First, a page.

While the Attorney General's appeal of that injunction was pending, Congress passed the Immigration Reform and Immigration Responsibility Act of 1966 known as IIRIRA.

The 96 that I say 76, whatever -- it was 96 -- and the Attorney General argued that a provision of that Act codified at 8 U.S.C. Section 1252(g) deprived the Federal Court of jurisdiction over the alien suit.

The Ninth Circuit disagreed and it upheld jurisdiction and affirmed the merits of the District Court's injunction.

We reverse the Ninth Circuit.

Section 1252(g), unlike the rest of IIRIRA, is immediately applicable to aliens who were in deportation proceedings on IRRIRA's effective date.

The Section states that review of three discrete actions that the Attorney General may take, are decision or action to commence proceedings, to adjudicate cases, or to execute removal orders against any alien is available only as provided elsewhere in Section 1252.

The alien selective-enforcement claims squarely challenged the Attorney General's decision to commence proceedings against them and nothing elsewhere in 1252 gives the Federal Courts jurisdiction over their claims.

Accordingly, judicial review of the commencement of these proceedings is not available.

The aliens argued that the doctrine of constitutional doubt requires us to interpret Section 1252 in such fashion as to permit immediate review of their selective-enforcement claims.

The doctrine of constitutional doubt is the venerable principle of interpretation, which says that if there is any ambiguity in a statute, it should be interpreted in such manner as to avoid serious constitutional questions.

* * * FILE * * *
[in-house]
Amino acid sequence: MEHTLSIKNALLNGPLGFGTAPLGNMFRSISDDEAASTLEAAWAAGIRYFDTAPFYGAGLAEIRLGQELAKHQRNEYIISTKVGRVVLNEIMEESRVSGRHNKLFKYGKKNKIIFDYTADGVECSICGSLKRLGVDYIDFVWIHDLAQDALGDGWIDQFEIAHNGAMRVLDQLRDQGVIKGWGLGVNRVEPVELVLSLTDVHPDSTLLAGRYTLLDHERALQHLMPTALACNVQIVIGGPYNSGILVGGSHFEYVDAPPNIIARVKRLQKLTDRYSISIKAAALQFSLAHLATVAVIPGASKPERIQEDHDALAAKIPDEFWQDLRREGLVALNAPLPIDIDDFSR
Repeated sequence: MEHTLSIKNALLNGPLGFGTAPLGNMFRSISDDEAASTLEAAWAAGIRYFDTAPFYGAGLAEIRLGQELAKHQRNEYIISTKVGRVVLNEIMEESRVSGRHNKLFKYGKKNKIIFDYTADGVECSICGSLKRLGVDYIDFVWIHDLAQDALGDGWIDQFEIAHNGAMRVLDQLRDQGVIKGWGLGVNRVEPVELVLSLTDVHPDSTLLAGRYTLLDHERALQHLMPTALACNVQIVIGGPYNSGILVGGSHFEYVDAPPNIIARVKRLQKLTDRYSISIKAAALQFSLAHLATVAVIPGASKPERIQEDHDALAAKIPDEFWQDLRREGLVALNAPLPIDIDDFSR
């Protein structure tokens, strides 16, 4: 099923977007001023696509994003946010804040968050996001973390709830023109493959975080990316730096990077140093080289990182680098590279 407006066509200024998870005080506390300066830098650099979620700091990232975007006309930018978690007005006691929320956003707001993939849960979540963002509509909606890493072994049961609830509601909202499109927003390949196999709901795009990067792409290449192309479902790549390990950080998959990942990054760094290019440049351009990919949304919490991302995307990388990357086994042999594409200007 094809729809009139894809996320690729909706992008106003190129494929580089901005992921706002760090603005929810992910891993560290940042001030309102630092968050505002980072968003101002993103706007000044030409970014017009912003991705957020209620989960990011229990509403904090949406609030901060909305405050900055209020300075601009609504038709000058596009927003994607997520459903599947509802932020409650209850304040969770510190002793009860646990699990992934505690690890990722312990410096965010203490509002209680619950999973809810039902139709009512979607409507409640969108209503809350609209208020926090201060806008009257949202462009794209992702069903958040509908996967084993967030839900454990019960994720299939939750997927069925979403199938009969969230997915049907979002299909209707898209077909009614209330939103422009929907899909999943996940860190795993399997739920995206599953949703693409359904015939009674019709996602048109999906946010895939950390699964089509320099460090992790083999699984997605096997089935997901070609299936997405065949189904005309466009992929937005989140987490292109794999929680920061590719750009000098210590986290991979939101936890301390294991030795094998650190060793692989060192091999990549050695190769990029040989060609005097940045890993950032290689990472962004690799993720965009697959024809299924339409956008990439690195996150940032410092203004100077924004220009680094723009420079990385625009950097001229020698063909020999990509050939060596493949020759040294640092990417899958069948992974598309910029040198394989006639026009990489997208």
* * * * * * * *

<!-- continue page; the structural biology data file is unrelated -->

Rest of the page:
Serious constitutional question the aliens assert is at issue here is the deprivation of there constitutional right, not to have the immigration laws enforced against them solely because of there political beliefs.

They assert that for reasons, it is unnecessary to go into here, if their constitutional right against selective-enforcement is not assertable at this stage in the deportation proceedings, it cannot affectively be vindicated at all.

Since this may well beyond constitutional, they say, the statute should be interpreted to permit them to challenge selective-enforcement immediately.

We reject this argument based on the doctrine of constitutional doubt because in our view aliens unlawfully in this country have no constitutional right to assert a claim of selective enforcement as a defense against deportation.

Even in ordinary criminal prosecutions, the defense of selected prosecution is rarely allowed.

In deportation proceedings, such a defense would be even more intrusive upon necessary executive confidentiality, while at the same time the denial of the defense does not subject the alien to criminal punishment but merely brings to an end his ongoing violation of the immigration laws.

We think that an alien whose very presence in this country is unlawful, may constitutionally be deported whatever the reason he happens to be selected for deportation.

Justice Ginsburg has filed an opinion concurring in part and concurring in the judgment which Justice Breyer has joined in part; Justice Stevens has filed an opinion concurring in the judgment; Justice Souter has filed a dissenting opinion.